The other important incidents that changed the political landscape in Gujarat after the elevation of Narendra Modi as the Prime Minister was the spate of the violent Patidar agitation seeking inclusion in the OBC category and the rising cases of atrocities against the Dalit communities. The emergence of Hardik Patel as an influential youth leader of the Patels and his anti-BJP stand is expected to create a divide among the community votes, which could prove detrimental for the saffron party. The Patidars have been traditional voters of the BJP and not only play a key role in determining the electoral outcome in 21 assembly seats but they also have a significant influence in around 40 more seats in the state. The Congress has already strengthened its caste community alliance by garnering the support of OBC youth leader Alpesh Thakore and Dalit activist Jignesh Mewani, and is in negotiations with Hardik Patel to mobilise the Patel community votes. However, chances are that Hardik Patel may neither support the Congress nor the BJP, which may prove to be more damaging for the saffron party as it would waste a sizeable number of Patel votes, which would be crucial in a fight to the finish situation. 
The rollout of the GST in India at the stroke of midnight is one of the boldest economic reforms ushered in by the BJP government. The move disrupted the economic wheels of the small business community causing distress and short-term losses. The trading community, small businessperson and shopkeepers, form a major chunk of the population in Gujarat and have been ardent and unequivocal supporters of the BJP since its inception. The GST issue hit the traditional support base of the saffron party the hardest and it has become a major political issue in the state. The BJP made some corrections in the differential slabs of GST and brought some Gujarati delicacies in the lower tax bracket, but the Congress turned the tables and made it a central issue in the election using cinematic idioms to reach the electorate. The issue has already hurt the livelihood quotient of the traders in Gujarat, creating a trust deficit with the BJP, and could result in an electoral retaliation among the trading communities. The GST issue in isolation would not have had a significant impact on the state elections, but in tandem with high anti-incumbency sentiments and overdose of irrational development, could lead to negative traction against the BJP. The primary unusualities that could alter the current electoral situation could be a force majeure or a surprise mobilisation strategy by Amit Shah or Modi hypnotising the Gujarati electorate by their clever rhetoric, or any self-goals that the Congress might make.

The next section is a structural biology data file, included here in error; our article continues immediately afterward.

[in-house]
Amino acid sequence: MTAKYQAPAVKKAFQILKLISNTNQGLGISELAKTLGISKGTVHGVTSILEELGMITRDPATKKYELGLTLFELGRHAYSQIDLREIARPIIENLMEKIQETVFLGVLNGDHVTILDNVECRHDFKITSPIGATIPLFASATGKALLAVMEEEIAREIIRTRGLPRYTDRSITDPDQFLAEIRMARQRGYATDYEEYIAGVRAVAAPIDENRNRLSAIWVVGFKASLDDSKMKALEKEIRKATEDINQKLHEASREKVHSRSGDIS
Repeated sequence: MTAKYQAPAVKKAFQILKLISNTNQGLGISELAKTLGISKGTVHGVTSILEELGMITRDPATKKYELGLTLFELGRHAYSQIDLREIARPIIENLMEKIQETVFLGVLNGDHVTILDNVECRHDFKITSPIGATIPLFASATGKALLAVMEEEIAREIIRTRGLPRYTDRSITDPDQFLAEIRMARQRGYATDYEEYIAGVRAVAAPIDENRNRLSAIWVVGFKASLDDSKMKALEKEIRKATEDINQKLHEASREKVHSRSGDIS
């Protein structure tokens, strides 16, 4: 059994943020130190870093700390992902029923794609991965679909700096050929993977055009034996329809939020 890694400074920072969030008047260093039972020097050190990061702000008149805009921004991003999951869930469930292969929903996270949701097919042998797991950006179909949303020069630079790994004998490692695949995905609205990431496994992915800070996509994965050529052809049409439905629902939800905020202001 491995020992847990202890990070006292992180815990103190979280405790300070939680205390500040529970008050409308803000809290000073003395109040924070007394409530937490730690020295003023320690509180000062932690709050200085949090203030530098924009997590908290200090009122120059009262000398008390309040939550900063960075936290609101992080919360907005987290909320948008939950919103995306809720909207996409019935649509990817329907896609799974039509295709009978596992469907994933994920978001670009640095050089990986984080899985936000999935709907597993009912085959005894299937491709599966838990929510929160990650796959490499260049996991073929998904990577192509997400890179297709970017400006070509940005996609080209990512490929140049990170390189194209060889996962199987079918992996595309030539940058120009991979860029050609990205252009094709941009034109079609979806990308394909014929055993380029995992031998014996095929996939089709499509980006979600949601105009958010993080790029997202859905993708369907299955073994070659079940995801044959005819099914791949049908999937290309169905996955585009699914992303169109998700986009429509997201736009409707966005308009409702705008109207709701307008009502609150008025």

The Gujarat election, like other state elections in the country, would be clichéd, starting on welfarist and people-centric agenda and escalate to communal rhetoric and caste, community overtones in the final days of campaigning. The state mandate in Gujarat would be explained in the paradigm of referendum on GST and the issue will be assigned as the main agenda item for the next general Election. But, the impact of GST or demonetisation based on state election outcomes on national politics would be an exaggeration, as the political dynamics and issue dimensions of party competitions at the national and state level elections are not only tangentially different but also spatially segregated. Major policy engagements like GST and demonetisation could at best be test-marketed in state elections but its positive results cannot be superimposed as a national referendum for the central government in Delhi. It will not only be politically naïve, but also potentially misleading, as national issues raised in state elections are outliers with non-computable causal effects on provincial mandates.